As a result of research carried out with rocket-borne grating spectrographs, the nature of the extreme ultraviolet spectrum of the Sun is now known to a short wavelength limit of 33.7 Å, the Lyman-alpha line of C VI. Most of the emission lines of wavelengths greater than 400 Å have been identified, as have those from 80 Å to 33.7 Å. Between 149 Å and 400 Å, however there are many intense emission lines whose identity has not as yet been established. Twenty or more have been proved to be from iron, since they appear in spectra obtained from high temperature plasmas into which iron has been introduced, but the stages of ionization have not yet been established. Lines from the elements most abundant in the Sun, H, He, O, N, O, Ne, Mg, Al, Si, S and Fe, in most of the stages of ionization requiring 500 eV or less for production have been found. The outstanding exceptions are the lines in the fluorine and neon sequences.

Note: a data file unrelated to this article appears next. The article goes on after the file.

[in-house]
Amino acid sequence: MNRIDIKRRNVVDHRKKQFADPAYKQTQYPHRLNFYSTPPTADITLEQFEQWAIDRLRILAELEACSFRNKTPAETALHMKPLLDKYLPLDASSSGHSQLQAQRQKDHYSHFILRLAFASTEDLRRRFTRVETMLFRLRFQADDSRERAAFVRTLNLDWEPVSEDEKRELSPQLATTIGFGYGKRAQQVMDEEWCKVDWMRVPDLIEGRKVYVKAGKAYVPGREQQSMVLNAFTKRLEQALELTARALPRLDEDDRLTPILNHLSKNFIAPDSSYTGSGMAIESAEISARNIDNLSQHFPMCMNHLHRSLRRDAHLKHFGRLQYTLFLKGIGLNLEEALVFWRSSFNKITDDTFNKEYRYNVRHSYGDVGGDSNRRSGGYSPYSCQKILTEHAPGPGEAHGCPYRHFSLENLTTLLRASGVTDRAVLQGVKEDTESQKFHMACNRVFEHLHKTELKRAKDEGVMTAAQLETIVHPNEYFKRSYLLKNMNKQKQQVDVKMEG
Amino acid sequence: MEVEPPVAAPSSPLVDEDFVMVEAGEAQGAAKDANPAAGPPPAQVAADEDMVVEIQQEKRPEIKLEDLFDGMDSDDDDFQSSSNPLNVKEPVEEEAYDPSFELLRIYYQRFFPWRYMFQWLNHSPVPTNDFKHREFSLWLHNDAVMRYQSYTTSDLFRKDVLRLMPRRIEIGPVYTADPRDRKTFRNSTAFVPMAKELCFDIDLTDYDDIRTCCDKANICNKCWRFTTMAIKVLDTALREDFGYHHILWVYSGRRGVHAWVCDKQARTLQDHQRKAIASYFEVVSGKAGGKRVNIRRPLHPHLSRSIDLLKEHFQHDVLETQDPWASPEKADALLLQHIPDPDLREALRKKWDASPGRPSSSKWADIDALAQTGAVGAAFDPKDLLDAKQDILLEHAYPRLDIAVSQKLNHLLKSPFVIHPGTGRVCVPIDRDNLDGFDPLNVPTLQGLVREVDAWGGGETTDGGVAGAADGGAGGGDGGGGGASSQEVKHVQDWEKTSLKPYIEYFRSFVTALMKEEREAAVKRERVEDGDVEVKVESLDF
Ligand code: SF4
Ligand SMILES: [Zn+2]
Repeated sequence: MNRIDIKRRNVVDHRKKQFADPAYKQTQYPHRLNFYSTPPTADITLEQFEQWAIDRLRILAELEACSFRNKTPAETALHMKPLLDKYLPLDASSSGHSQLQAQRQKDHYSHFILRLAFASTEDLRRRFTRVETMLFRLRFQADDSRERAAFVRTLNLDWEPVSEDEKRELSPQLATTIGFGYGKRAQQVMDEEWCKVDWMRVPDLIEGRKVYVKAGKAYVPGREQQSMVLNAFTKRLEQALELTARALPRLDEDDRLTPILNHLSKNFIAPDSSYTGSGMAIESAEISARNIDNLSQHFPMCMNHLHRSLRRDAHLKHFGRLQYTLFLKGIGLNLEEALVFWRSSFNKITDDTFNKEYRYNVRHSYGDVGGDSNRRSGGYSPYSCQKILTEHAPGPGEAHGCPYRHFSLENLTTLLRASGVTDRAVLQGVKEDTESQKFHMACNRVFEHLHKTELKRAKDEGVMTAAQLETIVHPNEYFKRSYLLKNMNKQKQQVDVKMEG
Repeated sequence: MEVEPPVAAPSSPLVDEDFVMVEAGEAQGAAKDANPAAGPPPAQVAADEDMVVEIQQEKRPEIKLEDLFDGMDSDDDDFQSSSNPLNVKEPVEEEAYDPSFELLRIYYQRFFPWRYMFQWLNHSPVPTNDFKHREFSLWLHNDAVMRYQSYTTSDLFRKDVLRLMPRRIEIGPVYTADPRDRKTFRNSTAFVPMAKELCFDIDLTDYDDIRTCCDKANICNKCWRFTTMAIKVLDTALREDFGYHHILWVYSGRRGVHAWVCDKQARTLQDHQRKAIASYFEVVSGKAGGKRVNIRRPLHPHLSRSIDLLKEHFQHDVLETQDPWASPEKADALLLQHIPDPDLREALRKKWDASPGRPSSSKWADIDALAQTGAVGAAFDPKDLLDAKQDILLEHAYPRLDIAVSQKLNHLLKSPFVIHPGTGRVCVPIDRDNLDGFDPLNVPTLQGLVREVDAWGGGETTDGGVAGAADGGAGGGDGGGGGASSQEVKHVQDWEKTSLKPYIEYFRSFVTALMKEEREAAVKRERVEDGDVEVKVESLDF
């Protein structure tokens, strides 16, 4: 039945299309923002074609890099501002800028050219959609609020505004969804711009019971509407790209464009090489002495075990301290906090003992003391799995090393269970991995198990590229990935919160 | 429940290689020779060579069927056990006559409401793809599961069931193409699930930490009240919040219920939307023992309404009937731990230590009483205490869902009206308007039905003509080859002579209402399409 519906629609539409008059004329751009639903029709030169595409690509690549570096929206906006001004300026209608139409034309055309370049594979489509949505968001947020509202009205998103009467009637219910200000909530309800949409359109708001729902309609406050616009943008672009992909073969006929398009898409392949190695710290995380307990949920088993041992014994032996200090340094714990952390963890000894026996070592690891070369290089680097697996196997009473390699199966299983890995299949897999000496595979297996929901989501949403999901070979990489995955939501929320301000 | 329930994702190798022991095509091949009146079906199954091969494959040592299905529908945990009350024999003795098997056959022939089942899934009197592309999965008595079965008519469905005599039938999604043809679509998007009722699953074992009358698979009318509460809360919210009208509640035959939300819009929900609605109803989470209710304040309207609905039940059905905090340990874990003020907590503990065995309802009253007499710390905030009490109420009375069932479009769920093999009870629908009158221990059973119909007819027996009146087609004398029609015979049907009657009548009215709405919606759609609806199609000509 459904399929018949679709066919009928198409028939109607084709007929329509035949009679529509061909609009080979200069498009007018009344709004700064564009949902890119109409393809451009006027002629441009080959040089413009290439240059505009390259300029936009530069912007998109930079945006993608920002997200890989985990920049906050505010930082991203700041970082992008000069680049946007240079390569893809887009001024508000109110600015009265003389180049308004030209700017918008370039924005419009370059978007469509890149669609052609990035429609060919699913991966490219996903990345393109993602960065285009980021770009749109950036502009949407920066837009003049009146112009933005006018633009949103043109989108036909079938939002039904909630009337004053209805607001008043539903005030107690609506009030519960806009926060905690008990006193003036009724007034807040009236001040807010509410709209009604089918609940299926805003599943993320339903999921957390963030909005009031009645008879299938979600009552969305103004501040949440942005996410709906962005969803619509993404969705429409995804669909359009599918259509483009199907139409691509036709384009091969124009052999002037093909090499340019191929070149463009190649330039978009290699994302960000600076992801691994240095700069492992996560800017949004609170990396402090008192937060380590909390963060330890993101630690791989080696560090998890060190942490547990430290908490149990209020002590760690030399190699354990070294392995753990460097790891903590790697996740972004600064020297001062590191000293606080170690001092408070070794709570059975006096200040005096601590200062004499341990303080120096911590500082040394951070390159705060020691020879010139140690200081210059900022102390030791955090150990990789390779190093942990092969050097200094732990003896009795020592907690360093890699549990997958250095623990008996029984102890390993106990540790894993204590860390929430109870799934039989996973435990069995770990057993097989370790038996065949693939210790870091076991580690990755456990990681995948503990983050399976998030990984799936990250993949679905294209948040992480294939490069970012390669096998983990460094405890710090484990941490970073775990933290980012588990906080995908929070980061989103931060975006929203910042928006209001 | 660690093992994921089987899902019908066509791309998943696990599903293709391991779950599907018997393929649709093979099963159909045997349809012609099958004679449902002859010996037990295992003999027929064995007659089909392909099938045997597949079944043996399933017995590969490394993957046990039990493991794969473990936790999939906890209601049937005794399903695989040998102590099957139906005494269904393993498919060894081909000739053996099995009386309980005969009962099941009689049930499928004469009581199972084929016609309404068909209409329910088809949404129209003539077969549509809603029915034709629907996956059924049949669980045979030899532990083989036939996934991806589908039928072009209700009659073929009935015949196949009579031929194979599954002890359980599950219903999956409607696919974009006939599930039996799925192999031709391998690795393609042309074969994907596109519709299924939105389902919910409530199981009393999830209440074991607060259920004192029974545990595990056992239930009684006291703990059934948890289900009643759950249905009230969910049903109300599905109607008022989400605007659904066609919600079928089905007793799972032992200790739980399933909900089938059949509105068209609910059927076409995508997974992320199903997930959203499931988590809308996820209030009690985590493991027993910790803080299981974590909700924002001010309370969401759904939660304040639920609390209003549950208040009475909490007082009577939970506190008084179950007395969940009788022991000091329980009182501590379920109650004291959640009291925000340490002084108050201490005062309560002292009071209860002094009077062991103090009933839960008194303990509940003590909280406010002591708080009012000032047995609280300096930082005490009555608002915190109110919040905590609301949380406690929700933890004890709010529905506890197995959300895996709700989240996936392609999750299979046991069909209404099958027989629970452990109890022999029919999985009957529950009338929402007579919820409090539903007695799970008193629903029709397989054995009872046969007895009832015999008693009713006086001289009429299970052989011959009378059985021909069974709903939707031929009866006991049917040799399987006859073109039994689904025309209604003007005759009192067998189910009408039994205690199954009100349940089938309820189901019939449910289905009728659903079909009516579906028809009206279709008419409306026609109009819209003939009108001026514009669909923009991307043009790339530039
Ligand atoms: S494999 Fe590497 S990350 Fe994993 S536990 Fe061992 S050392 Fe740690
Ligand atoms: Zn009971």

Spectroheliograms, photographed with normal incidence spectrographs, show that the emission lines Fe XV 284 Å, Fe XVI 335, 361 Å, originate principally from active regions, in contrast to He II 304 Å, which is emitted with great intensity from the disc also. Continuum emission, in the wavelength range 170–300 Å, has been recorded from intense centers of activity.